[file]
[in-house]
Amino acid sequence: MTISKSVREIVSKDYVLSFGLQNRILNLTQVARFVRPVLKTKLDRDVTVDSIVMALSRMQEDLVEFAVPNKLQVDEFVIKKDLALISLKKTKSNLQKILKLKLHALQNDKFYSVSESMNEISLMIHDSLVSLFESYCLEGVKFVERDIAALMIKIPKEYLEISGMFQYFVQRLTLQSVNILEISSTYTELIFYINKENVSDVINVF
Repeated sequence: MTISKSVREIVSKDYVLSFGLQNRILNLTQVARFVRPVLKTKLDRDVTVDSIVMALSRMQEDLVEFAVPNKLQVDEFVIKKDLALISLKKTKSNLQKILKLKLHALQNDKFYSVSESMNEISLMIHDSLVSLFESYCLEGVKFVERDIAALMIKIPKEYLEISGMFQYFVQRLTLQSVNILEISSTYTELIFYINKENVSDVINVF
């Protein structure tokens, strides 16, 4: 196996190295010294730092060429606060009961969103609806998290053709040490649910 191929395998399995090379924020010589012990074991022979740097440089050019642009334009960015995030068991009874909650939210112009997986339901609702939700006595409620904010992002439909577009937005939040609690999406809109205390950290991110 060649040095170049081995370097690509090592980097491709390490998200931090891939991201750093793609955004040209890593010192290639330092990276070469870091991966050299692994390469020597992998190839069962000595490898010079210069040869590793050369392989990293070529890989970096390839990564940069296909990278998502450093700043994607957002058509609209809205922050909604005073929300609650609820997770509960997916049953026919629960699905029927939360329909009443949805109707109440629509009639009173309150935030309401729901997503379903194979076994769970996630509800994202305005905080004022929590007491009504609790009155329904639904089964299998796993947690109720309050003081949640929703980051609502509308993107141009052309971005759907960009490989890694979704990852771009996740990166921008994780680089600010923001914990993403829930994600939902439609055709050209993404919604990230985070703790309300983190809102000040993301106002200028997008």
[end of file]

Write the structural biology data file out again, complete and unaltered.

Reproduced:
[in-house]
Amino acid sequence: MTISKSVREIVSKDYVLSFGLQNRILNLTQVARFVRPVLKTKLDRDVTVDSIVMALSRMQEDLVEFAVPNKLQVDEFVIKKDLALISLKKTKSNLQKILKLKLHALQNDKFYSVSESMNEISLMIHDSLVSLFESYCLEGVKFVERDIAALMIKIPKEYLEISGMFQYFVQRLTLQSVNILEISSTYTELIFYINKENVSDVINVF
Repeated sequence: MTISKSVREIVSKDYVLSFGLQNRILNLTQVARFVRPVLKTKLDRDVTVDSIVMALSRMQEDLVEFAVPNKLQVDEFVIKKDLALISLKKTKSNLQKILKLKLHALQNDKFYSVSESMNEISLMIHDSLVSLFESYCLEGVKFVERDIAALMIKIPKEYLEISGMFQYFVQRLTLQSVNILEISSTYTELIFYINKENVSDVINVF
């Protein structure tokens, strides 16, 4: 196996190295010294730092060429606060009961969103609806998290053709040490649910 191929395998399995090379924020010589012990074991022979740097440089050019642009334009960015995030068991009874909650939210112009997986339901609702939700006595409620904010992002439909577009937005939040609690999406809109205390950290991110 060649040095170049081995370097690509090592980097491709390490998200931090891939991201750093793609955004040209890593010192290639330092990276070469870091991966050299692994390469020597992998190839069962000595490898010079210069040869590793050369392989990293070529890989970096390839990564940069296909990278998502450093700043994607957002058509609209809205922050909604005073929300609650609820997770509960997916049953026919629960699905029927939360329909009443949805109707109440629509009639009173309150935030309401729901997503379903194979076994769970996630509800994202305005905080004022929590007491009504609790009155329904639904089964299998796993947690109720309050003081949640929703980051609502509308993107141009052309971005759907960009490989890694979704990852771009996740990166921008994780680089600010923001914990993403829930994600939902439609055709050209993404919604990230985070703790309300983190809102000040993301106002200028997008």